(190-200 F), will sterilize the cap area and activate the seal without direct contact.
Be sure to put the cap on quickly after filling - before hot syrup has time to soften threads. DO NOT OVER TIGHTEN and DO NOT OVERFILL. Overfilling will cause leaking when the container cools.
Remember where the filling line is...
...at the bottom of the threads and the top of the spout handle line.
The quality of the maple syrup that you put into a container is indicative of what will come out. This is true whether
the container is a quart or a barrel. Whether a housewife or someone who buys bulk syrup for canning opens the container,
they expect the grade to be true. The small producer who fills barrels only partially each day cannot get a true grade
unless the whole barrel is mixed. When the bulk prices are high, this is very important to the buyer. Be sure that you
replace the bung each time syrup is put in a barrel. It is not good to have mice or squirrels swimming in your syrup.
Most buyers of bulk syrup inspect and grade the syrup before purchase. Give yourself the best chance for profit by doing the best job you can in presenting your syrup for sale. Good, clean containers help.
Remember, under-done syrup spoils; over-done syrup costs you and the buyer money. "Get it right."
Care of Maple syrup in the Home
The maple producer has taken great care in the making of your maple syrup. After you have purchased your syrup, its care is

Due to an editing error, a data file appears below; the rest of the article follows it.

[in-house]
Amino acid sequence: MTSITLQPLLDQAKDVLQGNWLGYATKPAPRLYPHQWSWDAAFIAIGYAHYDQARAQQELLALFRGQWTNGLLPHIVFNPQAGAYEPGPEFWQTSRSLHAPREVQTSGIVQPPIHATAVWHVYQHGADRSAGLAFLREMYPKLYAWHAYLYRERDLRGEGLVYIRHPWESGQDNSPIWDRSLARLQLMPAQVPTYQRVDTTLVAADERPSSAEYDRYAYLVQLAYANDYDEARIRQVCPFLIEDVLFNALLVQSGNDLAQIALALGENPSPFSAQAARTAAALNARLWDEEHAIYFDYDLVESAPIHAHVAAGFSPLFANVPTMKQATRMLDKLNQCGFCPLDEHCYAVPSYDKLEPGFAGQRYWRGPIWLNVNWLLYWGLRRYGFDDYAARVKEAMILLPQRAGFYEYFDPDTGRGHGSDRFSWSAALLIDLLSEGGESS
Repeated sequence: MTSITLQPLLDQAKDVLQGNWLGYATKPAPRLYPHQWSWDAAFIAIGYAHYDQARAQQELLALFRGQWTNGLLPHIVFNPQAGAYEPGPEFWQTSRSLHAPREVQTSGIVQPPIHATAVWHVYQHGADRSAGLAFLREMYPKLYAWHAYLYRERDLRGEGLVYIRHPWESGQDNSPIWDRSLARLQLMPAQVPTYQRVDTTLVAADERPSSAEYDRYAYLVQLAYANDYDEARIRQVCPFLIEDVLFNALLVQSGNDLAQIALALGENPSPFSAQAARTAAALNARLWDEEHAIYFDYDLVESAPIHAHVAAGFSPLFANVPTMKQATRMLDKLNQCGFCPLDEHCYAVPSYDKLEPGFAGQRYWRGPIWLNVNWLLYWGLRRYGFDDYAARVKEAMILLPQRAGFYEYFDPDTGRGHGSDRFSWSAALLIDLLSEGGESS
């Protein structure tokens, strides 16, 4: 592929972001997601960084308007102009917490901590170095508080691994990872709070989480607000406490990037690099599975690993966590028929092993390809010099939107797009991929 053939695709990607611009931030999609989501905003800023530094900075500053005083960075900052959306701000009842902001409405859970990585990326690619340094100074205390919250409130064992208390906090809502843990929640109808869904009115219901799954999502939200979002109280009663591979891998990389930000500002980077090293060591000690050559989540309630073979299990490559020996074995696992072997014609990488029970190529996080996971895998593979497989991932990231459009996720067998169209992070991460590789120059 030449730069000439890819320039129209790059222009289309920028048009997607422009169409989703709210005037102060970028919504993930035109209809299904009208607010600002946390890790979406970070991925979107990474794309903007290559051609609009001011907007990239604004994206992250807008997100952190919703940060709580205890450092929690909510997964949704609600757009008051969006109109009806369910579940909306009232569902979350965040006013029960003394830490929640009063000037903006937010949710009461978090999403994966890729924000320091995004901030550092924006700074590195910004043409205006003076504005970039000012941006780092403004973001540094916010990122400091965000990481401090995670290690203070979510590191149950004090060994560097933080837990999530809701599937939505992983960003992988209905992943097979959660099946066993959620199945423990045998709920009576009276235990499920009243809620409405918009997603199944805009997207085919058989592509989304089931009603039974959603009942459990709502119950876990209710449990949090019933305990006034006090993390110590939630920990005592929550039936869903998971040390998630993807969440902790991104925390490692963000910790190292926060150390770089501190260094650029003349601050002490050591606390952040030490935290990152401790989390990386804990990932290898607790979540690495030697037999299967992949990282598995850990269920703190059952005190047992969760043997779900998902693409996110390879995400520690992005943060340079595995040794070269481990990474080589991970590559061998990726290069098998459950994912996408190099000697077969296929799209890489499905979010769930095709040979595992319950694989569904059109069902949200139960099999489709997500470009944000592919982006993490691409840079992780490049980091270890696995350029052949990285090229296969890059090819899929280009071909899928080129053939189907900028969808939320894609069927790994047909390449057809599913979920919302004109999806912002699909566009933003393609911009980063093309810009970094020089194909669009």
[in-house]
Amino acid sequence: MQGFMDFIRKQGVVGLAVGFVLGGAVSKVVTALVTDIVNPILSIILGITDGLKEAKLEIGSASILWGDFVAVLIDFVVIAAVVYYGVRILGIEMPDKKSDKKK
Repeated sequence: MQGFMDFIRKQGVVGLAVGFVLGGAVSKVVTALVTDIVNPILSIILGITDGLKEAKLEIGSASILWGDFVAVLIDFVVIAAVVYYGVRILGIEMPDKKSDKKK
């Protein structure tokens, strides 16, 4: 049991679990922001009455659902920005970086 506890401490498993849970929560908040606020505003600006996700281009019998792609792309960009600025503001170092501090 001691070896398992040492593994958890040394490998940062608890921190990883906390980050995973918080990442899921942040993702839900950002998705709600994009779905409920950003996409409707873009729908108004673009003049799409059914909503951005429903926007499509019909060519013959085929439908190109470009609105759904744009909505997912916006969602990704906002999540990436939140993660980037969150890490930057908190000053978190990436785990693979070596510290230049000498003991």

your responsibility. The best place to store unopened plastic containers of syrup is in your freezer. After opening, use your
syrup generously and store the remainder in your refrigerator, or place it in the freezer if you do not intend to use the
remainder within three months.
If a film of mold should form on the top of the syrup - do not throw it out! Simply bring the syrup to a boil, skim and store in a clean container. This will restore the syrup to its original quality.
Should you find crystals in the container remove the syrup and add a little water to the crystals and heat. A microwave oven will do this nicely.
To make acceptable maple syrup it is extremely important to have the thermometers, hydrometers and hydrotherms in perfect
condition. Sounds simple enough, but one thing that can make the instruments inaccurate is the build up of sugar sand or
niter that can accumulate on the surface when not washed off after each use. This build up will make the instrument inaccurate.
A container of distilled or RO water will keep the surface clean. Immerse the instrument in this water after each use and wipe clean with a soft cloth.
Remember - clean instruments will give you the perfect syrup. With dirty instruments: you are guessing.
Probably the biggest reason for the loss of grade in maple syrup is the warming of fresh sap. If sap cannot be processed within
12-24 hours after a run, the syrup will be darker. Collecting cool or cold sap is probably the best thing that can be done.
Quick processing is best. Main lines can be painted white, or white lines can be used. Some means of cooling incoming sap may
be worthwhile. Buried main or supply lines will help.
Some producers do not sorry about making dark syrup as their market is based on lower grades of syrup.
It is best to make all the light syrup that you can because Mother Nature will surely give you the chance to make dark.